Feds OK loans for Gaylord tornado after Biden rejects disaster request
The state of Michigan announced on Wednesday that the federal government has denied a request for a major disaster declaration after the deadly Gaylord tornado in May, but has granted other federal assistance.
President Joe Biden issued the rejection for disaster relief on July 2. After that bid failed, Gov. Gretchen Whitmer submitted a separate disaster declaration request to the Small Business Administration, which the federal agency granted, her office announced Wednesday.
Whitmer made the initial disaster request on June 8, after state and the Federal Emergency Management Agency completed preliminary damage assessments of the northern Michigan city after the EF3 tornado struck, killing two people and injured dozens more. Winds registered at more than 150 mph, the National Weather Service said.
“This declaration is an important step in getting the necessary support and resources to the Gaylord community,” Whitmer said in a statement announcing the SBA approval.
“It is clear this tornado had devastating impacts in Otsego County. These loans will allow people and businesses to begin rebuilding and will ensure the community continues to move forward.”
The statement did not say how much assistance was available through the agency, but Whitmer’s request was for $7.45 million in home loans and $10.2 million in business loans. The SBA disaster assistance will make low-interest loans available to residents and businesses affected by tornado.
According to FEMA’s website, the major disaster declaration would have offered a wide range of federal assistance programs. If that request had been granted, those funds would have provided help for individuals and public infrastructure.
The president has sole discretion over emergency declaration requests, which can be granted for any natural event such as hurricanes, tornados, earthquakes and volcanic eruptions.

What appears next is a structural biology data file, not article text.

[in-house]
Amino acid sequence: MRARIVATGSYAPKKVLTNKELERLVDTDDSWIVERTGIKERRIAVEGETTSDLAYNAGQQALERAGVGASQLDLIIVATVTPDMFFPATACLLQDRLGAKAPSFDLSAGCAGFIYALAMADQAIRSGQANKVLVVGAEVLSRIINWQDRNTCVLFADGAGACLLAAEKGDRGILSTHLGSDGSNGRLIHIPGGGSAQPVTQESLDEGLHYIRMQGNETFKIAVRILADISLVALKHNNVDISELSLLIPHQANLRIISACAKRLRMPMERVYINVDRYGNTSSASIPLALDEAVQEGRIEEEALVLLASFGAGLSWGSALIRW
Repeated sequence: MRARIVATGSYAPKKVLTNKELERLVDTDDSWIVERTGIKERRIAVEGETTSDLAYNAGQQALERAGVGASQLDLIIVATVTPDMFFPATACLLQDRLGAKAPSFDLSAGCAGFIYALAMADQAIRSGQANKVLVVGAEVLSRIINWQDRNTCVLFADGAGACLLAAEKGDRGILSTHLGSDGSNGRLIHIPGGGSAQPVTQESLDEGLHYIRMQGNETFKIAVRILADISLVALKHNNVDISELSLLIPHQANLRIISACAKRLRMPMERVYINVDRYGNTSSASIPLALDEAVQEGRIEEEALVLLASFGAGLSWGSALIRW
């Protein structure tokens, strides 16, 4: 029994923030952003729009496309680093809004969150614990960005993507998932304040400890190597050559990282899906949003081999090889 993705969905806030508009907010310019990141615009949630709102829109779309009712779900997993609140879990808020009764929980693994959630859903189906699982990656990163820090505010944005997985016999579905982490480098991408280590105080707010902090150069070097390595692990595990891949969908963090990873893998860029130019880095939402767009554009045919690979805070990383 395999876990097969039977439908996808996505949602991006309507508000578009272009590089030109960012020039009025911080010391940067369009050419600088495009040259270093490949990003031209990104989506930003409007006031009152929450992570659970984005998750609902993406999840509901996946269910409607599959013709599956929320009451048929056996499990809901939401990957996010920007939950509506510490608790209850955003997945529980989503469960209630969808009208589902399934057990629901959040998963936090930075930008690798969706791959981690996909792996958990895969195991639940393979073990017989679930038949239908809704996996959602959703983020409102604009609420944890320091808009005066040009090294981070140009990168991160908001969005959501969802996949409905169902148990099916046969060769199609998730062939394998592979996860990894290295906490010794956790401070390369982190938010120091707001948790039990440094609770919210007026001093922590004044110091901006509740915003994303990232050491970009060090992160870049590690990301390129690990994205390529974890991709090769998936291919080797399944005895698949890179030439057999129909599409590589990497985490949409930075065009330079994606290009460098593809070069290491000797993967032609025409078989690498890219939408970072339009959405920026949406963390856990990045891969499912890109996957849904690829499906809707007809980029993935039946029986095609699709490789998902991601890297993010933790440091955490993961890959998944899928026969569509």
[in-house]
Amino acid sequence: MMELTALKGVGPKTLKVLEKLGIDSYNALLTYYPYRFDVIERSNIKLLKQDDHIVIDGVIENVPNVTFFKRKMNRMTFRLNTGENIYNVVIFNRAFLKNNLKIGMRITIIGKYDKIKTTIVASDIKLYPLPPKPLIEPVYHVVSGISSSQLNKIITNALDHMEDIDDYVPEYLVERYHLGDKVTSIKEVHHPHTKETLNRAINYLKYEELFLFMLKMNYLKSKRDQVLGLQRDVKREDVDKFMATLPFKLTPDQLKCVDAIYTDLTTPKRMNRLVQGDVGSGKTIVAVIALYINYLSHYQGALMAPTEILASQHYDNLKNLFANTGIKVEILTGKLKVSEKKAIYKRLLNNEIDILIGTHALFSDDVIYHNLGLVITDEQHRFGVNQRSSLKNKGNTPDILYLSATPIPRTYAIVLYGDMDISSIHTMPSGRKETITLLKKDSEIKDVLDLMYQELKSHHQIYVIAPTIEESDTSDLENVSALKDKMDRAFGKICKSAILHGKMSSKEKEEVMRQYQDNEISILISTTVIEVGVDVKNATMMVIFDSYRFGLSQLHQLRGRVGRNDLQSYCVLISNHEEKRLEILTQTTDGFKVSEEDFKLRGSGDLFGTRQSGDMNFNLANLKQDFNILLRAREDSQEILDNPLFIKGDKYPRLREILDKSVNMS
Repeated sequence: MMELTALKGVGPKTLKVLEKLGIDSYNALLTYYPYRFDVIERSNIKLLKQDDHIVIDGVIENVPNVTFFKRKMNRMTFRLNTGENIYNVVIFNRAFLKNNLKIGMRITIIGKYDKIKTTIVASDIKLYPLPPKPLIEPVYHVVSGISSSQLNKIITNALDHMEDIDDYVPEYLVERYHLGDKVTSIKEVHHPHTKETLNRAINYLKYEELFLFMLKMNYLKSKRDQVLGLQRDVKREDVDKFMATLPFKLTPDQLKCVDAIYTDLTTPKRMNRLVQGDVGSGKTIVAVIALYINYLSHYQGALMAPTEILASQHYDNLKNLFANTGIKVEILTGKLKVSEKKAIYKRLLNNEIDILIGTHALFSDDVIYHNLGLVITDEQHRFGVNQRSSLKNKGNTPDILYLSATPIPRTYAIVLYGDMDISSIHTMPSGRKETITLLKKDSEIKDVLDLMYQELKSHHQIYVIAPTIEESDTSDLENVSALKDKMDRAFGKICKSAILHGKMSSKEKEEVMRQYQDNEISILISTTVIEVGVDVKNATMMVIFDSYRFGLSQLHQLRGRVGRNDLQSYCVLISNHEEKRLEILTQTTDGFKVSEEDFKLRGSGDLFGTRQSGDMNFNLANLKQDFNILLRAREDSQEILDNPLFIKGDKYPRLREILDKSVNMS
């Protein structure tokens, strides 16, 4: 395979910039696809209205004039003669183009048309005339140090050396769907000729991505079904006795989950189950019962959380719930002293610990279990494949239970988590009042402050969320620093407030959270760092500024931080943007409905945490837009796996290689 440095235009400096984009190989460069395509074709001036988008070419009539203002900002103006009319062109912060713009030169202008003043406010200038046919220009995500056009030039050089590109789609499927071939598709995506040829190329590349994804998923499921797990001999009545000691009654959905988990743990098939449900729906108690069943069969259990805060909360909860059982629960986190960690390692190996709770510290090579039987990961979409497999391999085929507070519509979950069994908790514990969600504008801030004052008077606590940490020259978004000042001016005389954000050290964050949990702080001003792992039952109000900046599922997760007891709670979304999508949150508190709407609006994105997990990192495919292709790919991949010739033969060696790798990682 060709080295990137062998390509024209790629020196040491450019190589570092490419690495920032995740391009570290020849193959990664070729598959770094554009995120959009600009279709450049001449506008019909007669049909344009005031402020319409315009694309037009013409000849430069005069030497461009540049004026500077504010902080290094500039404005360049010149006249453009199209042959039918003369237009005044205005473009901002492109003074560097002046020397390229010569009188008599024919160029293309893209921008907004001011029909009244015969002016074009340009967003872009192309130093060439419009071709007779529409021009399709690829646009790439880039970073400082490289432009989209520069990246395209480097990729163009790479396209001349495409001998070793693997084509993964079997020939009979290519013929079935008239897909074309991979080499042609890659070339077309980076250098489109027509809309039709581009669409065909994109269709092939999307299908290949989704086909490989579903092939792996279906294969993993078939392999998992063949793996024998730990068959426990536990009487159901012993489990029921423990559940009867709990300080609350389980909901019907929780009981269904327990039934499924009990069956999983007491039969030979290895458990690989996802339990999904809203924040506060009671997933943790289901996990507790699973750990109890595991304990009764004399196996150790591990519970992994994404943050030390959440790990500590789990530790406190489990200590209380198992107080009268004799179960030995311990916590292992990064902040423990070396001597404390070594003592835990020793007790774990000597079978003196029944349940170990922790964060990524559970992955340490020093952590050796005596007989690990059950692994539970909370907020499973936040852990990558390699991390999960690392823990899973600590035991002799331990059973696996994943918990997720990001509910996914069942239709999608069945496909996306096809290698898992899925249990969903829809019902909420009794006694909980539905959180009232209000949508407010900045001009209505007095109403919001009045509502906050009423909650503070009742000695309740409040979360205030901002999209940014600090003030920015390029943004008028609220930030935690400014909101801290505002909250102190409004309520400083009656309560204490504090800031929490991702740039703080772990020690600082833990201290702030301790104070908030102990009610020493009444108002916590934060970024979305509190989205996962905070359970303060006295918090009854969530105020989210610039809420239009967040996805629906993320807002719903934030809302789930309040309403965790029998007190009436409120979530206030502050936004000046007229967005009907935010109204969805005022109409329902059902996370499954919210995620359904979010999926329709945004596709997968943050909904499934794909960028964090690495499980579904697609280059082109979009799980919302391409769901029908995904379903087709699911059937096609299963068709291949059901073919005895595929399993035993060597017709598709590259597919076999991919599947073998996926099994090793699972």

Before the president makes a decision, FEMAconducts damage assessments to determine the extent and cost of the damage.
The state must show that the estimated costs of the disaster are more expensive than the state and local governments can afford and how much of the damage is covered by insurance policies.
FEMA does not provide assistance for damage that is already covered, or should be covered, by insurance, according to federal law. Those costs are not included in the damage assessment estimates used for requesting federal assistance.
FEMA on Wednesday evening, said it had determined that the state and local governments, along with volunteer organizations, are able to cover the cost of the damage on their own without the need for additional federal disaster assistance.
“Accordingly, we have determined that supplemental federal assistance is not necessary,” a FEMA Region 5 representative said in an emailed statement.
According to the governor’s June 8 disaster request letter to the president, the property assessments determined the areaneeded about$890,000 in housing and non-housing related assistance.
It was not the first time Michigan has had an emergency disaster declaration request denied by a president in recent years.
In 2016, then-President Barack Obama rejected a major disaster declaration request made by Gov. Rick Snyder inovolving contaminated water in Flint.
According to the information in the governor's request to Biden, 34 homes were destroyed in the tornado. In total, there were more than 190 homes affected by the storm, while nearly 200 households were determined to be eligible for some form of assistance for things like repairs or temporary housing.
We're running a new-subscriber special. Support local journalism, and subscribe here.